The United States holds many titles, some of them causes for joy while others are reason for shame. The latter category has long included 'King of Spam' being the country from which the majority of the spam on the planet originates.

However, thanks to the closure of just one spam hosting service recently, it has now lost that crown of shame to China. According to one security outfit that monitors spam traffic, Network Box, China now produces more spam than the US, more spam than anywhere else for that matter.

As a direct consequence of the California-based McColo hosting service, said to have been responsible for distributing as much as 75 percent of global spam, spam volumes dropped dramatically as botnet herders struggle to regain control over compromised computers the world over. It seems that malware traffic has also taken a big hit. Simon Heron, Internet Security Analyst at Network Box, told me that "We've also seen a significant drop in emails containing viruses and phishing attacks. This indicates that McColo's servers were also used to distribute malicious emails containing viruses, and not just the usual junk marketing mail."

However, Heron also warns that "McColo came back online briefly over last weekend, most likely uploading all the command and control software required to run the botnets. So we'd expect spam to be back to usual levels in a couple of weeks using servers based in Russia."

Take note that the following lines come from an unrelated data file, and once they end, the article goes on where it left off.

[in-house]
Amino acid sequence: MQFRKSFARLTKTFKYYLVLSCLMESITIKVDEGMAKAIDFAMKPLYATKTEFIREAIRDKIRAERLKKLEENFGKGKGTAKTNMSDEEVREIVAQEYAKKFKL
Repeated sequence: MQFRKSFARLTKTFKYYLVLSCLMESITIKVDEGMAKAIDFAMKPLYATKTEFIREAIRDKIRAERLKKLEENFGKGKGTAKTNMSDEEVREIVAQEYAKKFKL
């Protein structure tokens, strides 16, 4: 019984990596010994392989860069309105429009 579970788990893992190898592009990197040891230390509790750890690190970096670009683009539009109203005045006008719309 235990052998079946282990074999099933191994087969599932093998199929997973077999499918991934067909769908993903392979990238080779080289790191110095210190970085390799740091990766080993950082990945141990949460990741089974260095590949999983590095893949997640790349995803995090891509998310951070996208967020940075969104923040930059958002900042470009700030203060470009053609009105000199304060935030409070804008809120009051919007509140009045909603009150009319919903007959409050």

For the moment though, China gets the spam crown and also seems to be winning in the cyber warfare stakes as well. US Congress has warned that China now has the capability to launch a cyber warfare strikeanywhere in the world and at any time. The Congress report goes as far as to claim that the Chinese cyber warfare capability is "so sophisticated that the US may be unable to counteract or even detect the efforts."

About the Author

As Editorial Director and Managing Analyst with IT Security Thing I am putting more than two decades of consulting experience into providing opinionated insight regarding the security threat landscape for IT security professionals. As an Editorial Fellow with Dennis Publishing, I bring more than two decades of writing experience across the technology industry into publications such as Alphr, IT Pro and (in good old fashioned print) PC Pro. I also write for SC Magazine UK and Infosecurity, as well as The Times and Sunday Times newspapers. Along the way I have been honoured with a Technology Journalist of the Year award, and three Information Security Journalist of the Year awards. Most humbling, though, was the Enigma Award for 'lifetime contribution to IT security journalism' bestowed on me in 2011.